After hosting two internal planning meetings and circulating emails (pdf) in which Grand Junction Community Development personnel warned the City faces a “really big surge” and “exponential growth” in the number of homeless people, and that the number of homeless kids in School District 51 is “staggering,” City Manager Greg Caton suddenly pulled the plug on a planned third meeting about homelessness, without any explanation why.
This left advocates for the homeless greatly concerned.
In mid-November, 2022, the City of Grand Junction announced the possible closure of the Orchard Mesa Pool in early 2023.
The group, Save the Pool, is encouraging people with families to come to the December 21st Grand Junction City Council meeting this Wednesday at 5:30 p.m. at City Hall Auditorium, 250 N. 5th Street, Grand Junction to stand in solidarity to keep the pool open.
You’ve seen it…you drive by it all the time. After 15 years in this location, the much-loved 7th Street Deli, a woman-owned and operated family business that makes home-made food, has been threatened with eviction.
The 7th Street Deli just south of St. Mary’s Hospital may soon be forced to close its doors.
The restaurant has been there for 15 years, and has been owned and operated by Debbie Allen and her daughter for the last 8 years. It is woman-owned business and the only restaurant close to the hospital. Their food is damn good and now they might have to close.
On January 5th, the landlord who owns the Medical Arts complex where the deli is located threatened Debbie and her family with eviction by the end of the month for non-payment of rent. The eviction notice comes after the restaurant was faced with a long series of unfortunate events starting in 2018. It has been struggling to come back, and just as business is finally starting to improve again, now this.
How did they get into this position after having so much success for so long?
Jordan Evans (L) and Marisa Edmondson (R) are graduates of Paonia High School and are pushing the Delta County School District to actively work to end what they see as pervasive racism in Delta County Schools
Two alumni of the Delta County School District (DCSD) began an all-out effort last year to pressure the Delta County School District to address the pervasive racism and discrimination they and others say they have experienced in Delta County Schools. Edmondson says while they have made some progress, the School District and School Board have largely stonewalled them and resisted the change.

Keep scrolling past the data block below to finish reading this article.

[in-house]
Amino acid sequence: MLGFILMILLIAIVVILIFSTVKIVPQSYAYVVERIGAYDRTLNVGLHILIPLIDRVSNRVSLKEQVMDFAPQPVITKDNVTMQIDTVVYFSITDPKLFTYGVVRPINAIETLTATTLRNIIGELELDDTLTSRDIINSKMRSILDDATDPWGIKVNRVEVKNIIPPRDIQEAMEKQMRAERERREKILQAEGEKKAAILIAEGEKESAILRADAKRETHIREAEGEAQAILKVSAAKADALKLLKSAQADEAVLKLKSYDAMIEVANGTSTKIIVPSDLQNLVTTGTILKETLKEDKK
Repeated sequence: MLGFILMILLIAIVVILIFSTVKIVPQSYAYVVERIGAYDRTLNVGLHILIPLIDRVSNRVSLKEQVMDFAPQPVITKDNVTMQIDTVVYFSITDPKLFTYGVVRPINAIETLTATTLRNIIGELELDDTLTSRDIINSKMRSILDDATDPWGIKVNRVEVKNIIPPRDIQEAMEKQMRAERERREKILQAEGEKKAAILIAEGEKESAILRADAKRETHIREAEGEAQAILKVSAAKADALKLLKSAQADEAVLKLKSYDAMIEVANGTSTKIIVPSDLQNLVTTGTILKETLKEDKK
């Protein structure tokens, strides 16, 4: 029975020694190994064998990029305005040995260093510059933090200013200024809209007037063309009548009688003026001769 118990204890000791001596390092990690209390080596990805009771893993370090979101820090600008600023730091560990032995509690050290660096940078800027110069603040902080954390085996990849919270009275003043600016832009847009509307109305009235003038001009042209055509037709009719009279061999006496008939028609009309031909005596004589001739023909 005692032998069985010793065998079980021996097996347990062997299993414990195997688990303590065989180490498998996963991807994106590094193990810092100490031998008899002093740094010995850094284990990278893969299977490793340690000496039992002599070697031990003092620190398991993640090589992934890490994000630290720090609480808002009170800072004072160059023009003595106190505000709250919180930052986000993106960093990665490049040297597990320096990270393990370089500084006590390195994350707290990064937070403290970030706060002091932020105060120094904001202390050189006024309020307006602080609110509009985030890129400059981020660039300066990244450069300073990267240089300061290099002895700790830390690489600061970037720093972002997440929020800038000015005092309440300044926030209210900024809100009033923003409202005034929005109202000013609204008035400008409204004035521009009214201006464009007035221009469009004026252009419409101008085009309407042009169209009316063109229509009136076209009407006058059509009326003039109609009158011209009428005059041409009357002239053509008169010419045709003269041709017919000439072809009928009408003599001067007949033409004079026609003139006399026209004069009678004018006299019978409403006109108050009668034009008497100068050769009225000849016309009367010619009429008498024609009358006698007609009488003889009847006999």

Truck seen on I-70B in Grand Junction September 6, 2020
Note: Comments are back! Thanks for your patience during the fix.– Anne
The body politic in Mesa County used to be in lockstep with the Republican Party, but no more. An increasing number of area residents are proudly displaying signage opposing Trump, and for good reason.
It’s becoming extremely difficult for anyone, even Republicans, to continue supporting the President, especially after the past week.
Anti-Trump garden flag seen in northwest Grand Junction
Mesa County Clerk Tina Peters (R) is facing a recall election due to gross incompetence and failure to carry out her duties. (Photo: YouTube)
Eagle County Treasurer Teak Simonton has approved the wording of the petition submitted by the RecallClerkTina campaign to recall Mesa County Clerk Tina Peters (R), allowing the recall effort to move to the signature-gathering phase.
The Mesa County Commissioners approved Simonton to serve as the designated election official to oversee the recall effort, since by law Peters can’t oversee her own recall effort.
This vehicle bearing a gigantic, profane decal was spotted in the parking lot at the Texas Roadhouse on November 15. Now it’s plaguing a local elementary school.
This obnoxious vehicle and its huge, offensive window decal was spotted in the parking lot at the Texas Roadhouse on November 15. At that time I dismissed it as yet another disappointing reminder that there are people living among us here in the Grand Valley who tend to be full of hate and who lack respect for others.
But it was quite another thing when the same offensive vehicle was seen parked outside Chatfield Elementary School where it was seen by a mom who was waiting to pick up her seven year old daughter. Unfortunately, her child spotted the offensive car, instantly giving the child reason to question her mom’s efforts to keep her from swearing.
Talk about putting a well-meaning parent in a bad spot.
ACLU Sues Colorado State Senator for Blocking Constituent on Social Media